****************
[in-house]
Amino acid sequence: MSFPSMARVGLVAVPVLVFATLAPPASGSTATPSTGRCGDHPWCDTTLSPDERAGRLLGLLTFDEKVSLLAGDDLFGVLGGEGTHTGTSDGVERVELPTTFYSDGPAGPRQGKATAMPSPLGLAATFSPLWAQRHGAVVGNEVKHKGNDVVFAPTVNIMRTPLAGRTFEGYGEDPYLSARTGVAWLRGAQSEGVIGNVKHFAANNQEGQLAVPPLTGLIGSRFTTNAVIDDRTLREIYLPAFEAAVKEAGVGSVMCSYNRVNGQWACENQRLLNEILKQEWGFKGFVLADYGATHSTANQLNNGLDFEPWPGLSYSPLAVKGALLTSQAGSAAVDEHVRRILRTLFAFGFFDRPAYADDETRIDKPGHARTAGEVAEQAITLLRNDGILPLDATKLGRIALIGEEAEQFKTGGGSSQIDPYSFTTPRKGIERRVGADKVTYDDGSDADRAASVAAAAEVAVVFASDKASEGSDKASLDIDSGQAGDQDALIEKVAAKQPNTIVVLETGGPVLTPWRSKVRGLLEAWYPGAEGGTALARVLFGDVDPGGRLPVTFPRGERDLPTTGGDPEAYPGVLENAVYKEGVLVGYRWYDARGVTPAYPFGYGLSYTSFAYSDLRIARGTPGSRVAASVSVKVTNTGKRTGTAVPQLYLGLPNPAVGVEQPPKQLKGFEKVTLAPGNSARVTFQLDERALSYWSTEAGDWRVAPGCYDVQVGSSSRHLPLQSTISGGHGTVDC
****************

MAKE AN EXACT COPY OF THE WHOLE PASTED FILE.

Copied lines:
[in-house]
Amino acid sequence: MSFPSMARVGLVAVPVLVFATLAPPASGSTATPSTGRCGDHPWCDTTLSPDERAGRLLGLLTFDEKVSLLAGDDLFGVLGGEGTHTGTSDGVERVELPTTFYSDGPAGPRQGKATAMPSPLGLAATFSPLWAQRHGAVVGNEVKHKGNDVVFAPTVNIMRTPLAGRTFEGYGEDPYLSARTGVAWLRGAQSEGVIGNVKHFAANNQEGQLAVPPLTGLIGSRFTTNAVIDDRTLREIYLPAFEAAVKEAGVGSVMCSYNRVNGQWACENQRLLNEILKQEWGFKGFVLADYGATHSTANQLNNGLDFEPWPGLSYSPLAVKGALLTSQAGSAAVDEHVRRILRTLFAFGFFDRPAYADDETRIDKPGHARTAGEVAEQAITLLRNDGILPLDATKLGRIALIGEEAEQFKTGGGSSQIDPYSFTTPRKGIERRVGADKVTYDDGSDADRAASVAAAAEVAVVFASDKASEGSDKASLDIDSGQAGDQDALIEKVAAKQPNTIVVLETGGPVLTPWRSKVRGLLEAWYPGAEGGTALARVLFGDVDPGGRLPVTFPRGERDLPTTGGDPEAYPGVLENAVYKEGVLVGYRWYDARGVTPAYPFGYGLSYTSFAYSDLRIARGTPGSRVAASVSVKVTNTGKRTGTAVPQLYLGLPNPAVGVEQPPKQLKGFEKVTLAPGNSARVTFQLDERALSYWSTEAGDWRVAPGCYDVQVGSSSRHLPLQSTISGGHGTVDC